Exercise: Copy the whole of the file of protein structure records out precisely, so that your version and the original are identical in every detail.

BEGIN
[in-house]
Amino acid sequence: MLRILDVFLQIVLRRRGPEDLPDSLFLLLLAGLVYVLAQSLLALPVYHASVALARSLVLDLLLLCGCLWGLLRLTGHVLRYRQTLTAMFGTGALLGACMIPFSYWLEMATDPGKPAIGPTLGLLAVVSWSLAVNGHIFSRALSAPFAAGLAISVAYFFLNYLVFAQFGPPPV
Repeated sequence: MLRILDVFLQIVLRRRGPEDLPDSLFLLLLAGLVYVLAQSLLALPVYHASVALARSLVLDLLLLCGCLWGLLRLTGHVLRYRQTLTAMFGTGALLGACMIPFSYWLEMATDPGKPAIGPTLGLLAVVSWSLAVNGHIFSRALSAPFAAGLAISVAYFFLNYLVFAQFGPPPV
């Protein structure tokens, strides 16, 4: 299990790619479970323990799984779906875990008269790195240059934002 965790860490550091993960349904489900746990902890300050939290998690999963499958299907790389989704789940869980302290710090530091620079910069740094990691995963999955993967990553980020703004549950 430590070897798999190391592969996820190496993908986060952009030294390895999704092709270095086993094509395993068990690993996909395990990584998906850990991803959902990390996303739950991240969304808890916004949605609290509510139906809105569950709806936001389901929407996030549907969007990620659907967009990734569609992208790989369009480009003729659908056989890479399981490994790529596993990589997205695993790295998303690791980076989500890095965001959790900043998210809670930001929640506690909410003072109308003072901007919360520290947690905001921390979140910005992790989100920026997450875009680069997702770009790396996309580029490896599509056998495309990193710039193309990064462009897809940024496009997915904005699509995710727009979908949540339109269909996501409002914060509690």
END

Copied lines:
[in-house]
Amino acid sequence: MLRILDVFLQIVLRRRGPEDLPDSLFLLLLAGLVYVLAQSLLALPVYHASVALARSLVLDLLLLCGCLWGLLRLTGHVLRYRQTLTAMFGTGALLGACMIPFSYWLEMATDPGKPAIGPTLGLLAVVSWSLAVNGHIFSRALSAPFAAGLAISVAYFFLNYLVFAQFGPPPV
Repeated sequence: MLRILDVFLQIVLRRRGPEDLPDSLFLLLLAGLVYVLAQSLLALPVYHASVALARSLVLDLLLLCGCLWGLLRLTGHVLRYRQTLTAMFGTGALLGACMIPFSYWLEMATDPGKPAIGPTLGLLAVVSWSLAVNGHIFSRALSAPFAAGLAISVAYFFLNYLVFAQFGPPPV
């Protein structure tokens, strides 16, 4: 299990790619479970323990799984779906875990008269790195240059934002 965790860490550091993960349904489900746990902890300050939290998690999963499958299907790389989704789940869980302290710090530091620079910069740094990691995963999955993967990553980020703004549950 430590070897798999190391592969996820190496993908986060952009030294390895999704092709270095086993094509395993068990690993996909395990990584998906850990991803959902990390996303739950991240969304808890916004949605609290509510139906809105569950709806936001389901929407996030549907969007990620659907967009990734569609992208790989369009480009003729659908056989890479399981490994790529596993990589997205695993790295998303690791980076989500890095965001959790900043998210809670930001929640506690909410003072109308003072901007919360520290947690905001921390979140910005992790989100920026997450875009680069997702770009790396996309580029490896599509056998495309990193710039193309990064462009897809940024496009997915904005699509995710727009979908949540339109269909996501409002914060509690």